The Yellow Bellied Marmot (Marmota flaviventris) is one of the largest members of the squirrel family and makes it’s home in the Rocky, Sierra Nevada and Cascade mountain ranges. They make their homes on Alpine meadows and rocky areas of the mountain side. Fully grown they can weigh as much as 11 pounds and be near the size of a house cat. His closest down hill relative is the Ground Hog.
The Yellow Bellied Marmot gets it’s name, not for being easily frightened, but its golden to rust colored fur on his underside that can stretch up his arms like fuzzy sleeves. They have short tails and stocky appearance due to their thick coats and strong limbs made for digging.
Living at high altitudes these Marmots typically make their homes in rocky warrens that make it difficult for bears or other predators to dig them out. Safely inside their burrow a family of up to 20 live together headed up by one adult male. When out in the open grazing one Marmot will keep watch over the area and sound the alarm by giving out a loud whistle or bark if danger approaches. When this happens they will make a dash for the nearest rocks and wait for the danger to pass.
Humans also need to keep a sharp eye out while in Marmot Country. After all they are fat squirrels and always hungry. It’s not unusual to find a hole gnawed through you pack as a hungry Marmot tries to find a tasty lunch inside. You may even find tooth marks on other gear that might smell of food.
Daily life for the Yellow Bellied Marmot is pretty good. It consists of plenty of grazing in the mornings and evening interspersed by laying in the sun. Marmots hibernate each winter so they must bulk up at the end of every summer.
Yellow Bellied Marmots are true hibernators. During the Fall when the temperatures start to drop the Yellow Belly Marmots head underground to sleep through the winter. Deep inside their inside their warrens as far as 20 feet below the ground, they have a room just for sleeping that is lined with dry grass to provide some insulation and no doubt a dry comfy bed.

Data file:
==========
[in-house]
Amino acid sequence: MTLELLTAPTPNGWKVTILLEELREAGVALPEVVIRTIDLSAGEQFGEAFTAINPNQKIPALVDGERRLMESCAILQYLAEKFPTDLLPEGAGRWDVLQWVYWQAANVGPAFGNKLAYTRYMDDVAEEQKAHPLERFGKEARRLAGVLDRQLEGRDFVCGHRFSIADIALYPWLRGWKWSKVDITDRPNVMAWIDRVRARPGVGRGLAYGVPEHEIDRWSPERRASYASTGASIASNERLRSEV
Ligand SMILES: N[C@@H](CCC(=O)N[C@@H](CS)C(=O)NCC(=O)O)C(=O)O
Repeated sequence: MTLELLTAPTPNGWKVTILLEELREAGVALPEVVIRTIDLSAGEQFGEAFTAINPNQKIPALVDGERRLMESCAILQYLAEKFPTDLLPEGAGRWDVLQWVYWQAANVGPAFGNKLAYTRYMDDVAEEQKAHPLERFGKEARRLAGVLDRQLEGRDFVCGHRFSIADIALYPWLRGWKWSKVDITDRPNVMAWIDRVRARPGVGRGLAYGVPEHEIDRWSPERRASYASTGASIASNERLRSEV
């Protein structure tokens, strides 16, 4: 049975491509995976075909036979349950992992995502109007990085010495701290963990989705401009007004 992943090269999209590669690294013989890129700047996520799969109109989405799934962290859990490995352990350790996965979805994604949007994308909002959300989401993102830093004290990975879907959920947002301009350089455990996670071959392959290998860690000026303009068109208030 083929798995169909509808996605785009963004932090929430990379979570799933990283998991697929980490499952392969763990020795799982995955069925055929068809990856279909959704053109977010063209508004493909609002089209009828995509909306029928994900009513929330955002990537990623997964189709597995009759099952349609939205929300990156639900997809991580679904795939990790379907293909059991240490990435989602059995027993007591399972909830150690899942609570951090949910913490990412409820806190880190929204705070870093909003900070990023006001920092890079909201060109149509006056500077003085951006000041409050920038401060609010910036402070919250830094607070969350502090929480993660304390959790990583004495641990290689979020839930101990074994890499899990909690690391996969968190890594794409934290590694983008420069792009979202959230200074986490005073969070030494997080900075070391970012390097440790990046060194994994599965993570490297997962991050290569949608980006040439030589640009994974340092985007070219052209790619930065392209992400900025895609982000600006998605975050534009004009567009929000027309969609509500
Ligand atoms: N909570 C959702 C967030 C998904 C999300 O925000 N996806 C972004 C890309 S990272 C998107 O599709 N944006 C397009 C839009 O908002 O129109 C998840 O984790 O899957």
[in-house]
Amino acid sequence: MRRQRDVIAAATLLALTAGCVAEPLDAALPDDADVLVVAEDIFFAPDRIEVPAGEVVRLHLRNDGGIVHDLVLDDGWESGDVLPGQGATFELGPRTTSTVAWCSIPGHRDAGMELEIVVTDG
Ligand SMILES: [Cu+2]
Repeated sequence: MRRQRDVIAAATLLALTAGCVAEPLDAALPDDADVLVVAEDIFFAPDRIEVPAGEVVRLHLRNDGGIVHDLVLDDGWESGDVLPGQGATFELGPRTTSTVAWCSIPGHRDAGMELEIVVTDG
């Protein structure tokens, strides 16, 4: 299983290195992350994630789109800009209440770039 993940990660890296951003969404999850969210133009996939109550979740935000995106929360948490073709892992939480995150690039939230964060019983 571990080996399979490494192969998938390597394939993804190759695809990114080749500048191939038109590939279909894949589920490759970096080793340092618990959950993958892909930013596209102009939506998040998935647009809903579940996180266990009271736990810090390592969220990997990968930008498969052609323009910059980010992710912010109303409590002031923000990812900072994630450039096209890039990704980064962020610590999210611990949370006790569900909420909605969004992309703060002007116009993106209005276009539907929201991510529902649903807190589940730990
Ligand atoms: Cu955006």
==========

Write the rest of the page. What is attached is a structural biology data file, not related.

While hibernating all of the Marmots will pile up and sleep up against one another to provide more body heat and efficient sleeping. Other adaptations for hibernating include the Marmots ability to greatly lower their metabolic rates including lowering their body temperature to 41 degrees Fahrenheit. Their heart rates also decreases to an average of 30 beats per minute and the deep sleeping Marmots only need to take only one to two breaths per minute. This slow down means their reserved fat supplies can go a lot longer even as long as 200 days.
When Spring comes the Yellow Bellied Marmots head back out into the sunshine to once again stretch their legs and begin reproducing. The females usually have a litter of about a half-dozen pups a year. When the male Marmots are about a year old they will venture out and start their own warrens nearby. There they will go back to stuffing themselves, basking in the sun and taking in the mountain views all summer long.